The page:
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The Microscopic World

Glass

Door hanging Zoomify

Incarnations of glass buttons and beads lend glint and shine to textiles all over the world, and have done so since the earliest times. From the Canadian Arctic to the south Pacific, the appeal of glass beads as a textile embellishment is nearly universal.

About the Object

Object name: Door hanging (toran)
Place made: Gujarat, India
Date made: 1930-1940
Dimensions: 30 x 109 cm
Materials & Techniques: Glass beads, netted and mounted on woven and printed cotton, cotton thread
Credit line: From the Fitzgerald Collection
ID: T00.45.175

This hanging, or toran, is identified as a door decoration by its distinctive shape – a wide strip with several "leaf" shapes hanging below. A toran such as this hangs in the entrance to a building for beautification and to welcome visitors, but also to protect the dwelling and the inhabitants within.

Alternative Views

Back

Back

Oblique

Oblique

Oblique

Oblique

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Second Look

Macro

Macro

Backlit

Backlit

Backlit

Backlit

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Touchpoint View

Animation

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Audio Clip

The Many-Armed Figure

Listen to Royal Ontario Museum Curator Deepali Dewan talk about the many-armed figure in this toran.

Credit: Audio Produced by TMC

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Transcript

In the middle of the piece are three figures in red. These are goddesses likely from the Hindu tradition and even though there is no goddess that has red skin, it’s probably as a result of the stylization from the bead pattern. The objects that she holds in her hands indicates it’s likely the goddess Lakshmi, who is the bringer of prosperity and good luck. And in her hands she holds a conch shell, which is symbolic of a kind of universal cosmic divine and in the bottom two hands she holds lotuses, which are symbolic of purity. The goddess Lakshmi is actually not often found on these types of torans. Most commonly, you will see the Hindu god Krishna. Lakshmi here is fairly unique, but still consistent with the use of the piece as a good luck charm at special occasions.

Image

Glass Beads

The desire to use glass beads as textile embellishments makes them important commodities for barter and trade. Although artisans once made their own beads from glass and other local materials, Venetian glass beads became popular during the 19th century and were in great demand in Asia and Africa. In Gujarat, India, bead workers create designs using needle and thread to join beads in latticed patterns. Designs are built, row by row, beginning from the first threaded row at the top until the bottom of the textile is reached. Finished beadwork is mounted for stability on woven cotton cloth.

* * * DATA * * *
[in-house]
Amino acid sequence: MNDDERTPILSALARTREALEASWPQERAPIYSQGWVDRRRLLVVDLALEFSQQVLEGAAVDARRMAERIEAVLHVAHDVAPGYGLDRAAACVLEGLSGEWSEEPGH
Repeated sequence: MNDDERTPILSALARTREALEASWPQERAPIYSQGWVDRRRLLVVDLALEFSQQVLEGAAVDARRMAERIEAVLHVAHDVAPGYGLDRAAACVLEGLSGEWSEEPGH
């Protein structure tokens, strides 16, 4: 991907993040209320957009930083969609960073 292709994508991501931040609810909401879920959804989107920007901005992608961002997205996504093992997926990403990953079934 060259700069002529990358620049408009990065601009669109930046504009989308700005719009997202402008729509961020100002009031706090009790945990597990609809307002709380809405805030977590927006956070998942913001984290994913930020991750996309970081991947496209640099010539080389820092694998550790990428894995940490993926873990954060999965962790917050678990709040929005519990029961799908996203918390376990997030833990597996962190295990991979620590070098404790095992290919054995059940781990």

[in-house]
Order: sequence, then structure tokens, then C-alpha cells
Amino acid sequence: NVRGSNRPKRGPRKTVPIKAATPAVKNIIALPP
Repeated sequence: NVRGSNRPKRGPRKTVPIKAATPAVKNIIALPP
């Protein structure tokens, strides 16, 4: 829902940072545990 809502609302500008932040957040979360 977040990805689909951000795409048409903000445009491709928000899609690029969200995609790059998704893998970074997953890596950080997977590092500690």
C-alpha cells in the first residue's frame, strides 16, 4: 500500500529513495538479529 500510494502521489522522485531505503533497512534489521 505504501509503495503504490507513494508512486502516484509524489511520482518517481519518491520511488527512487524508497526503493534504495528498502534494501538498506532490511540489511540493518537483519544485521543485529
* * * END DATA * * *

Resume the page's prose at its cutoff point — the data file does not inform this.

Netted Beading

Glass Beads

Image title: Netted Beading

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Image

The Toran

The practice of using decorative textiles to adorn people, animals and even buildings is widespread in India, particularly in Gujarat. The imagery on these textiles is invariably symbolic, meant to ensure fertility or prosperity, or offer protection from evil spirits. The lappets hanging down from the wide strip are shaped like mango leaves – symbols of good luck. Toran, whether embroidered or made from bead netting, are usually accompanied by side panels and smaller squares called chakla. A bride brings a set of hangings with her in her new life to affirm her meaningful place in society, and to affirm her identity as a married woman.

Making a Toran

The Toran

Image title: Making a Toran
Credit: Image Courtesy of Archana Saad Akhtar

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Collection Connections

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Door hanging

Door hanging

ID*: T00.45.176

Hanging

Hanging

ID*: T86.0831

Apron

Apron

ID*: T82.0081